Wednesday, June 22, 2005

Mumbai in Mokum (Amsterdam)

Some of Mumbai's most notable names appeared in a small auditorium in Amsterdam, which sometimes goes by the Yiddishe nickname of 'Mokum'. A few passionate Dutch fans of Hindu descent tried to talk their way in, but the meeting was strictly aimed at Dutch film professionals. Co-organised by the Dutch screenwriter's guild, the Netwerk Scenarioschrijvers, the idea was to bring Indian industry professionals in touch with their Dutch counterparts, as part of the International Indian Film Academy (IIFA) which had descended on Holland as part of their goal to celebrate Indian Cinema around the globe.

That's right, Indian (or Hindi) Cinema. No 'Bollywood' please, we're Indian. Early into the seminar it was established clearly by director Karan Johar that Bollywood is seen as a derivative term, suggesting that Mumbai intends to emulate Hollywood. "Why call us anything that mirrors something else? Our movies have a soul of their own. Why not call it Sholay?" Too bad the term has already been embraced the world over and that non-Hindi cities like Kolkata and Lahore are calling themselves K- and Lollywood respectively.

Also present was veteran screenwriter and lyricist Javed Akhtar, responsible for some of the 70's groundbreaking classics like Sholay and Deewaar launching Amitabh Bachchan's acting career as 'angry young man'. Faced with a Dutch audience reared on the Calvinist model of 'less is more', he went on to explain the inner workings of a typical Indian film, which mostly operates on the basis of 'more is more'.

Javed Akthar: "European films tends to deal with one emotion, or one problem. You can see them as short stories. Whereas an Indian film is more like a novel. If you would make a film in India called It Happened One Night, people would feel cheated! They want larger than life stories. Indian sagas have to have every emotion in the book. We took movie cameras from the West, but our epics are thousands of years old. Other influences are Urdu poetry and Parsi theatre, which used songs and Victorian novels. It's a strange synthesis of East and West. In our first talkie from 1933 there were fifty songs! There was never any doubt that we wouldn't use songs. As a lyricist, I write to an existing tune and I try to solve a narrative problem in the content of the lyrics. But I'm always dependent on whether a story is conducive to writing a song, whether it has certain sensibilities. Language is becoming more urban. Life is speeded up by technology. The tempo increases and the words become less important." Akhtar went on to pick up the award for best lyrics for the film Swades at the IIFA awards ceremony three days later.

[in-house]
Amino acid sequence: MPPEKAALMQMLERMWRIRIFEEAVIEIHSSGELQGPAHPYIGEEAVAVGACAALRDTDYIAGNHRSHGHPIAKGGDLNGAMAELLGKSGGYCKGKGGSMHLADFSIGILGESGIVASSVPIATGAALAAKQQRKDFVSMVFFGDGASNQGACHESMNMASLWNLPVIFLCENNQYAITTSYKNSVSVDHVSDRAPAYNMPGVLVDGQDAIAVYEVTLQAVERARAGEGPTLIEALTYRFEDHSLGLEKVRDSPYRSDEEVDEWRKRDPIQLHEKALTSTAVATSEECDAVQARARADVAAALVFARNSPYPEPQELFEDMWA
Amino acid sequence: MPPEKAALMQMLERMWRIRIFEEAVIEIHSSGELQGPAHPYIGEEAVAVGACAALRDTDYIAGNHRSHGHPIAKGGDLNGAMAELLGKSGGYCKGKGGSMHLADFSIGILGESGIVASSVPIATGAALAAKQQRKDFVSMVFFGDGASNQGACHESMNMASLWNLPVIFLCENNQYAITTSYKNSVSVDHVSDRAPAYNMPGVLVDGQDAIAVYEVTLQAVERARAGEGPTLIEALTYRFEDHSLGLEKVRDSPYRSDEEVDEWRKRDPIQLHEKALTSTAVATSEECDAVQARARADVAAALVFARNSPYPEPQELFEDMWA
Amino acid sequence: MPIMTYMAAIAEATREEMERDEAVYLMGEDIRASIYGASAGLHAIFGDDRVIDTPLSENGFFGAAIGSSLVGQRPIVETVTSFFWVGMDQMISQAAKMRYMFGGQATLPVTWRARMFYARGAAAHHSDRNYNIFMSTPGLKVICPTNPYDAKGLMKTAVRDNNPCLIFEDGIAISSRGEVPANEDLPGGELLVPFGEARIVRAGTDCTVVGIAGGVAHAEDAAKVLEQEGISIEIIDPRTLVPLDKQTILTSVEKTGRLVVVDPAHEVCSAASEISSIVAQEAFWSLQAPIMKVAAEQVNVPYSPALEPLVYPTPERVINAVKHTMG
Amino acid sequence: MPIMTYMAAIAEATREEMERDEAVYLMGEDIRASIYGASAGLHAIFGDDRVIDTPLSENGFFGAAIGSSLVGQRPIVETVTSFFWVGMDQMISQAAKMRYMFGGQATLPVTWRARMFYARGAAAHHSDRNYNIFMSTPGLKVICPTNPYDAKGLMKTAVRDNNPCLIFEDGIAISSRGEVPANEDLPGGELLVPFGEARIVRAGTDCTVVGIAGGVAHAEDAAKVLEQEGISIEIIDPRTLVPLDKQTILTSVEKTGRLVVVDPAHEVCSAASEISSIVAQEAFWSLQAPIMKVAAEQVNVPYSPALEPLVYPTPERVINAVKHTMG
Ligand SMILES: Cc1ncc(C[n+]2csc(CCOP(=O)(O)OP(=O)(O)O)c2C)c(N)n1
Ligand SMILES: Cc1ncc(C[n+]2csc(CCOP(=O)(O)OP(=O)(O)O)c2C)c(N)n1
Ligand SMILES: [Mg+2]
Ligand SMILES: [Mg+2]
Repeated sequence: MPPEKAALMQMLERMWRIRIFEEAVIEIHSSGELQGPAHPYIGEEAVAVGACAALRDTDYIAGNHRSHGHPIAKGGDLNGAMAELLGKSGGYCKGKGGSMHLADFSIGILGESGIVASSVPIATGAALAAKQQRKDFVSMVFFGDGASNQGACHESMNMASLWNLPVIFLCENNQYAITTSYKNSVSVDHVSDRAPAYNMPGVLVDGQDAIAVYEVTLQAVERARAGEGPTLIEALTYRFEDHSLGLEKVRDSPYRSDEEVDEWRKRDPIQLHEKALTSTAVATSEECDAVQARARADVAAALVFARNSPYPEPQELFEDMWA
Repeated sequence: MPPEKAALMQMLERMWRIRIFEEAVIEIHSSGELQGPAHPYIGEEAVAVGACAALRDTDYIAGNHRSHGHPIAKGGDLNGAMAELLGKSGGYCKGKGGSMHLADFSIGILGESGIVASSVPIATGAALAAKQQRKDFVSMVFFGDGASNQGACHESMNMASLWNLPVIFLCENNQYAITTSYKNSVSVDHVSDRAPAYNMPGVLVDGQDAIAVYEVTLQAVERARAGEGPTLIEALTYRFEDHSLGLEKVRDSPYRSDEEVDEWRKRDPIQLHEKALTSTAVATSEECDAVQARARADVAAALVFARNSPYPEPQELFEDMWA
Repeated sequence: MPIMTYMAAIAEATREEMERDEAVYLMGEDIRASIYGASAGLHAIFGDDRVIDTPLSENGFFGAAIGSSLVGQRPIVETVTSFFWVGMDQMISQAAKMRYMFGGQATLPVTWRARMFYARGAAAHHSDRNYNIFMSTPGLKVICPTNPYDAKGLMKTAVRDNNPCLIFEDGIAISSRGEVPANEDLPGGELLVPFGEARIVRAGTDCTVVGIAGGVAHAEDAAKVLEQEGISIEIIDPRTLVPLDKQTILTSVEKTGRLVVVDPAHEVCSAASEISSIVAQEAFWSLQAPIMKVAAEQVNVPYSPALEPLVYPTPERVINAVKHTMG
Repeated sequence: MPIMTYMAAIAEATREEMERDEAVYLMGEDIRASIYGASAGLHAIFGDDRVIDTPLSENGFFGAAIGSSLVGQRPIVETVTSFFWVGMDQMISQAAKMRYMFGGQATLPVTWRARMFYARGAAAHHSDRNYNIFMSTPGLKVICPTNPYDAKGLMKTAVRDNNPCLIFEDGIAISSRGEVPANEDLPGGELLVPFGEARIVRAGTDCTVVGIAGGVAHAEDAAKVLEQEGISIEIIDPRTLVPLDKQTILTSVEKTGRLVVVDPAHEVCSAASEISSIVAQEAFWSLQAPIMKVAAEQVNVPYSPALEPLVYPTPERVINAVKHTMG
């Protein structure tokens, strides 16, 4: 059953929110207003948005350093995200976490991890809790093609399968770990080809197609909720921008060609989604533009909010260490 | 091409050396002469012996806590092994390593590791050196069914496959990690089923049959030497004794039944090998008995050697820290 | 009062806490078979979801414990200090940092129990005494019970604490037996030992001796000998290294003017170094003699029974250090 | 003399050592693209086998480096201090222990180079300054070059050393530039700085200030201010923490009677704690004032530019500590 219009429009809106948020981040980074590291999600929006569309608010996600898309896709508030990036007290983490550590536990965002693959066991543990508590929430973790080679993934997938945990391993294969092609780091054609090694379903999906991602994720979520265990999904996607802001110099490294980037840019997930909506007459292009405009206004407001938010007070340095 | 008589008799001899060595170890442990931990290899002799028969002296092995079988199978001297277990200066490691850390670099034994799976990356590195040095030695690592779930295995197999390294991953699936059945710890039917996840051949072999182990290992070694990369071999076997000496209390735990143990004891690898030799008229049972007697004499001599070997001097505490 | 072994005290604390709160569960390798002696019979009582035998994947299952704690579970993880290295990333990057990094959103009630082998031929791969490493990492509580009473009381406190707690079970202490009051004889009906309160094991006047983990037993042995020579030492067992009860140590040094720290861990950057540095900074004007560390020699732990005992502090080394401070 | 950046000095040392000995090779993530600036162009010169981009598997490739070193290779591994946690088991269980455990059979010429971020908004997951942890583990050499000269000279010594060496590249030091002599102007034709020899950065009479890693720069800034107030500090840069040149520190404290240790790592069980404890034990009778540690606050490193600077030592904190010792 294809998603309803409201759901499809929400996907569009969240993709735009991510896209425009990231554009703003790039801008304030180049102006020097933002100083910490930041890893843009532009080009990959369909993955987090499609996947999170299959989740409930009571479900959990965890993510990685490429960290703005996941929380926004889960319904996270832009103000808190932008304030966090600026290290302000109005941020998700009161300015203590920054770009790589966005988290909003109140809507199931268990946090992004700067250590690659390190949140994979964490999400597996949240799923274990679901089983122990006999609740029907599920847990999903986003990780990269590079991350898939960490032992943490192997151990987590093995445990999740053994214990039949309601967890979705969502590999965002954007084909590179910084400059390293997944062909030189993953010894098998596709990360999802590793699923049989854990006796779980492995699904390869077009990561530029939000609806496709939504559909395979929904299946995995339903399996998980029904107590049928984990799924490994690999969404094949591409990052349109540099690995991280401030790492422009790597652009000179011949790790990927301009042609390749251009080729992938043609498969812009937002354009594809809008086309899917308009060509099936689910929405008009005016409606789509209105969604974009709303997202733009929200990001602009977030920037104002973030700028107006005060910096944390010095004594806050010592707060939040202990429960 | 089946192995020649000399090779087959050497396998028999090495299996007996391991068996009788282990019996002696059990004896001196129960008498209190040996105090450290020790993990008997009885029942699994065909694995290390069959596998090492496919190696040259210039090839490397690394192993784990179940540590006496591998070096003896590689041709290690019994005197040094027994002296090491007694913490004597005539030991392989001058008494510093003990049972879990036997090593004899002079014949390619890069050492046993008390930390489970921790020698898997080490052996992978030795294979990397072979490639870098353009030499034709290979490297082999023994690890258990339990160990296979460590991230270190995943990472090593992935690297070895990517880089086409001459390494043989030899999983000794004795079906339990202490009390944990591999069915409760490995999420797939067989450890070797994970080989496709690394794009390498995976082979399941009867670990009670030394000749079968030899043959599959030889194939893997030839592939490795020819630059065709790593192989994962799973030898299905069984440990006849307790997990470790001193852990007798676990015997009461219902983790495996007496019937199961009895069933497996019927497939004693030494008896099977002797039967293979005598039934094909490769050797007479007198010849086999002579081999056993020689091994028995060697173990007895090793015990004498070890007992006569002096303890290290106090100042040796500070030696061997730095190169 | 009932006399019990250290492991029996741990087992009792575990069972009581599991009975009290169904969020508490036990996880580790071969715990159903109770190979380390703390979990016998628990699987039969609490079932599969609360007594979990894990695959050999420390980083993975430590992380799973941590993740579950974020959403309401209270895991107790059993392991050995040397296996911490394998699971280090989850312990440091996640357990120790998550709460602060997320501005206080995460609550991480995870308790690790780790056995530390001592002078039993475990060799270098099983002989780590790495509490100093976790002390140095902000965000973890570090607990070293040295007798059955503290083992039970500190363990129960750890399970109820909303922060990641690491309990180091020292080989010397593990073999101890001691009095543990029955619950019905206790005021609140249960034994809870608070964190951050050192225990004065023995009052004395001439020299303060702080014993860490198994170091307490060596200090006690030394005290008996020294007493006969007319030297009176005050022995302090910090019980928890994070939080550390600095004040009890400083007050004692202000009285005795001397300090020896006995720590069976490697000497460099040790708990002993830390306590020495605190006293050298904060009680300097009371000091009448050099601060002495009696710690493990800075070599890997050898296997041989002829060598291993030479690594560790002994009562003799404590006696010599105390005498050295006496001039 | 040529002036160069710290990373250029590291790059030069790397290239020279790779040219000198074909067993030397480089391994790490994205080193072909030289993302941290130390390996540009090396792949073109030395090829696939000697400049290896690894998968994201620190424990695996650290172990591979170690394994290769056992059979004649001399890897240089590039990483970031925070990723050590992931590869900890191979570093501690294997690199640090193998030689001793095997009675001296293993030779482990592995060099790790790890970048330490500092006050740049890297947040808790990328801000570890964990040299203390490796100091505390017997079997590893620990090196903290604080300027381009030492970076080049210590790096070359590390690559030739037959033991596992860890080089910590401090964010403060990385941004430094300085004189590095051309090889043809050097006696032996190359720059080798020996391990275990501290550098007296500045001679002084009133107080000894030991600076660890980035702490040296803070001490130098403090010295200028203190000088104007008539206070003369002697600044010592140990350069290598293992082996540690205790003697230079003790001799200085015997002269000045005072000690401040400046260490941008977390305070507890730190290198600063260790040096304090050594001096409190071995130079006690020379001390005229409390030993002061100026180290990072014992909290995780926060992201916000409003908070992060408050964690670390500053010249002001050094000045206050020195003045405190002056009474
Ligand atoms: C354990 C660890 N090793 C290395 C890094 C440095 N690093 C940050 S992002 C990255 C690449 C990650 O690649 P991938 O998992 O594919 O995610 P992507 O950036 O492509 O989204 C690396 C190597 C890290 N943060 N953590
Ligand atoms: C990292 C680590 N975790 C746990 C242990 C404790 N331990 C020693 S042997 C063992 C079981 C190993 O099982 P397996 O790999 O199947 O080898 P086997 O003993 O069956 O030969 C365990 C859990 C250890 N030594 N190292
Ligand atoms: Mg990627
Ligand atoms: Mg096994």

The evening was moderated by Dutch film scholar Marijke de Vos, who co-edited the book Behind the Scenes of Hindi Cinema that was launched simultaneously. Indian critic/screenwriter Deepa Gahlot describes the role of the Indian screenwriter as follows: "In Hollywood, the writer is an important part of the filmmaking process: a novelist may receive millions of dollars for the movie rights to a book, and a scriptwriter is paid to develop an original or adapted screenplay. The Bombay film industry treats the writer as a lowly hack. More often that not, the producer wants to copy a foreign film, in which case the writer simply 'Indianises' the names and situations, and passes the work off as his own. Frequently, scenes and lines are written on the set, and often changed to suit a star's mood. [...] This disrespect for intellectual property is apparent in the poor quality of most commercial films. Scriptwriters who have made names for themselves are Wajahat Mirza, Akhtar Mirza, KA Abbas, Sachin Bhowmik, Prayag Raj and Salim-Javed (=Javed Akhtar)."

Yes, a handful of writers in Hollywood might be making big bucks, but unfortunately greenbacks alone do not prevent one from getting treated like a lowly hack, which is a more universal phenomenon than Deepa Gahlot might think. There were a few Dutch writers in the audience that night who could have confirmed that statement. But the night ended on an exuberant note with the screening of the Karan Johar-written smash hit Kal Hoo No Ho, which is so visually dazzling and drawing tears to the max, that even Dutch screenwriters forgot their troubles such as bad meetings, unenthusiastic script editors and late payments.

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